With increasing needs for non-aeronautical revenue and need to decrease operating costs (e.g., grass management), airports require additional knowledge and information in one location on which to make decisions about on-airport farming operations and agricultural leasing. Airport sponsors must consider agricultural operations in light of the risk to aviation safety from potential for attracting hazardous wildlife. The Federal Aviation Administration (FAA) does not recommend establishing wildlife attractants (including agricultural cultivation of crops and grains) within five (5) miles of an airport. Federal regulations, however, include provisions for airport operators to use the airport property for cultivation of crops while following specified guidelines found in FAA AC 150/5200-33C, Wildlife Hazard Attractants On or Near Airports.
It is important to understand key drivers that motivate airport sponsors and operators to lease property for agricultural operations. In addition, it is equally important to understand the regulatory and administrative background that affect how agricultural operations interact and are managed with aviation safety and the types of lease language used.
The objective of this synthesis is to compile literature and practices at airports in initiating and managing agricultural operations on airport grounds. The audience for this research is airport sponsors and operators that balance potential revenues with aviation safety and security concerns from on-airport farming.
Research will compile the following literature and experience in a concise report:
· Basic data and prevalence of agricultural leases on airports by geographic region and airport size. Types of crops found on airport leased grounds and acreage farmed, monetary return (i.e., lease revenue compared to reduction in maintenance cost) to the airport.
· Key drivers motivating airport sponsors to consider ag leases.
· Annotated list of existing general guidance (federal, state, and local FAA Advisory Circulars) that pertains to airport requirements necessary to accommodate agriculture operations.
· Summary of internal and external considerations for implementing and managing the leasing process
· How airports manage secondary uses to agriculture that may also affect aviation (e.g., hunting, high-hazard species attractants)
· Procedures, experiences and lessons learned (contracting, operations, maintenance) that airports undertake to manage aviation safety for ongoing agricultural operations
· Other issues that airport sponsors and operators face and work-arounds when managing operational effects of agricultural leases.
· Gaps for further research.
To accomplish this synthesis, the following tasks are envisioned
· Conduct literature review
· Identify and interview a diverse group airport operators that have leased or are leasing the airport property for farming operations and obtain specific information. Consider geographic, airport NPIAS classification, and types of crops when selecting interview candidates.
· Summarize the information.
· Describe case examples that highlight effective practices or special issues effectively managed.
· Provide appendix materials that display any helpful documents/checklists found during data collection (e.g., leases, checklists found or generated during data collection, etc.).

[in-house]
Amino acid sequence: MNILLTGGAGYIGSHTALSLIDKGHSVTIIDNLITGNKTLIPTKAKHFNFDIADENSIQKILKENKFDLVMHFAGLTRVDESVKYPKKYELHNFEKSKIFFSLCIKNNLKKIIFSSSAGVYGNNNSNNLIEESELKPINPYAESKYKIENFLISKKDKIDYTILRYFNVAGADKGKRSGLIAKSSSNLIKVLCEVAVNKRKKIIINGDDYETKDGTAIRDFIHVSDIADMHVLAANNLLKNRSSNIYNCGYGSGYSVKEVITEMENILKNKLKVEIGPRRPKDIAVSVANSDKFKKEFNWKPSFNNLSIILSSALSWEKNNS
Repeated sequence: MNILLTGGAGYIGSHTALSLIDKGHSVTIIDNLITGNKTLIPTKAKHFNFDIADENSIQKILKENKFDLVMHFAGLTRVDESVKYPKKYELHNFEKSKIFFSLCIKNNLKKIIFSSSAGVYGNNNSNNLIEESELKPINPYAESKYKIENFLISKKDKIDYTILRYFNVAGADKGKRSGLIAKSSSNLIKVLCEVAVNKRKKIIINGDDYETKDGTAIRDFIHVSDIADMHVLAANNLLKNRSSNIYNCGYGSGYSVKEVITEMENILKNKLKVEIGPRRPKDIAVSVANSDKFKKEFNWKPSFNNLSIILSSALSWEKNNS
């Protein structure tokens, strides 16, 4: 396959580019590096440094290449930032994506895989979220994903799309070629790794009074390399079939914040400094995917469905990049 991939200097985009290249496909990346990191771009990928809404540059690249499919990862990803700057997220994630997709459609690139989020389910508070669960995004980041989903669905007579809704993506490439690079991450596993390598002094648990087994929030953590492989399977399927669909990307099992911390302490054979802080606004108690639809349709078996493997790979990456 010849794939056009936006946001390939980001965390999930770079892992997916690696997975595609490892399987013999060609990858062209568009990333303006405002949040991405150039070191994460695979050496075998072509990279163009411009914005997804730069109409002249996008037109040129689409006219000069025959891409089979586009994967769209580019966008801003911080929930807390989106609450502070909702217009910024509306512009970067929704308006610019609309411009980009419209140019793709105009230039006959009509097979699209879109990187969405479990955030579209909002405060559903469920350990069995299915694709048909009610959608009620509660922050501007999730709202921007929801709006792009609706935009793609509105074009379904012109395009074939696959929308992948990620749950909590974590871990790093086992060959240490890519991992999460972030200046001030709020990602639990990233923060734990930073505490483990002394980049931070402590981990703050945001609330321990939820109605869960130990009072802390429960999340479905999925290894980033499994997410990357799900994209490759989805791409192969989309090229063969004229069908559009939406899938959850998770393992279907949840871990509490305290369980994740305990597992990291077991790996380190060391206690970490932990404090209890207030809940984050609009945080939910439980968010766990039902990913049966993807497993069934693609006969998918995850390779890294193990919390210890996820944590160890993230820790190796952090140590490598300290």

Partial Information Sources
FAA AC 150/5200-33C, Wildlife Hazard Attractants On or Near Airports. https://www.faa.gov/airports/resources/advisory_circulars/index.cfm/go/document.current/documentNumber/150_5200-33
A Study to Determine if the Biofuel Crop Camelina is a Wildlife Attractant (Phase II). [Project]. North Carolina Department of Transportation. Start date: 1 Aug. 2017.
Iglay, R. B., Buckingham, B. N., Seamans, T. W., Martin, J. A., Blackwell, B. F., Belant, J. L., & DeVault, T. L. (2017). Bird use of grain fields and implications for habitat management at airports. Agriculture, Ecosystems and Environment, 242, 34-42. doi:10.1016/j.agee.2017.03.022
ACRP Report 32, Guidebook for Addressing Aircraft/Wildlife Hazards at General Aviation Airports. http://www.trb.org/Publications/Blurbs/163690.aspx
ACRP Synthesis 52, Habitat Management to Deter Wildlife at Airports. http://www.trb.org/Main/Blurbs/170766.aspx
ACRP Report 27, Enhancing Airport Land Use Compatibility – Volume1: Land Use Fundamentals and Implementation Resources. http://www.trb.org/Publications/Blurbs/163344.aspx
ACRP Report 27, Enhancing Airport Land Use Compatibility – Volume 2: Land Use Survey and Case Study Summaries. http://www.trb.org/Publications/Blurbs/163345.aspx
AirTAP Agricultural Aircraft Operations on Municipal Airports, University of Minnesota Center for Transportation Studies. http://www.airtap.umn.edu/publications/factsheets/toolkit/documents/agriculturalaircraft.pdf
DeVault, Travis, M. Begier, J. Belant, B. Blackwell, Rethinking Airport Land-cover Paradigms: Agriculture, Grass and Wildlife Hazards. USDA 2013. https://www.researchgate.net/publication/285666695_Rethinking_airport_land-cover_paradigms_Agriculture_grass_and_wildlife_hazards
Tea Schook, Denver International Airport (CO)
Stephanie Ward, Mead & Hunt Inc.
Jim Young, Jackson County Airport (TN)
Brett Godown, Salinas Municipal Airport (CA)
Cindy Schreiber-Beck, Tri-State Aviation, Inc.
John Weller, FAA
Michael Beiger, USDA
Marci A. Greenberger 202/334-1371
First Meeting: 8/18/2020, 11:30a EDT via Zoom
Teleconference: 10/5/2020, 1p EDT via Zoom
Workplan Delivered: 10/16/2020
Comments Due (Email): 10/23/2020
Draft Report Delivered: 02/15/2021
Second Panel Meeting: 03/01/2021, 11a EDT via Zoom